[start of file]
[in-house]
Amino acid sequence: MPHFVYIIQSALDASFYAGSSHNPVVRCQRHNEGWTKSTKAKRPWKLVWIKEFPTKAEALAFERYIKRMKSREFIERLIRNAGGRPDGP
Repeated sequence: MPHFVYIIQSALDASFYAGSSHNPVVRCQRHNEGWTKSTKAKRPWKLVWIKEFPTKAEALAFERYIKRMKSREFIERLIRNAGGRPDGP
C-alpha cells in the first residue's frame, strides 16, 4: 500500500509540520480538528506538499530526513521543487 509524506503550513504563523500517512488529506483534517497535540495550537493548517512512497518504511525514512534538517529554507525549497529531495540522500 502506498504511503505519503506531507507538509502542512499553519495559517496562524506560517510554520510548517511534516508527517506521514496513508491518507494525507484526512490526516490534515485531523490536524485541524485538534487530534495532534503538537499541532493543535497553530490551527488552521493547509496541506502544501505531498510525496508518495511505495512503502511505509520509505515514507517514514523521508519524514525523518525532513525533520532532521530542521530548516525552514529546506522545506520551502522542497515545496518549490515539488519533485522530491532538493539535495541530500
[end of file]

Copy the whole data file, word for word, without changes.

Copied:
[in-house]
Amino acid sequence: MPHFVYIIQSALDASFYAGSSHNPVVRCQRHNEGWTKSTKAKRPWKLVWIKEFPTKAEALAFERYIKRMKSREFIERLIRNAGGRPDGP
Repeated sequence: MPHFVYIIQSALDASFYAGSSHNPVVRCQRHNEGWTKSTKAKRPWKLVWIKEFPTKAEALAFERYIKRMKSREFIERLIRNAGGRPDGP
C-alpha cells in the first residue's frame, strides 16, 4: 500500500509540520480538528506538499530526513521543487 509524506503550513504563523500517512488529506483534517497535540495550537493548517512512497518504511525514512534538517529554507525549497529531495540522500 502506498504511503505519503506531507507538509502542512499553519495559517496562524506560517510554520510548517511534516508527517506521514496513508491518507494525507484526512490526516490534515485531523490536524485541524485538534487530534495532534503538537499541532493543535497553530490551527488552521493547509496541506502544501505531498510525496508518495511505495512503502511505509520509505515514507517514514523521508519524514525523518525532513525533520532532521530542521530548516525552514529546506522545506520551502522542497515545496518549490515539488519533485522530491532538493539535495541530500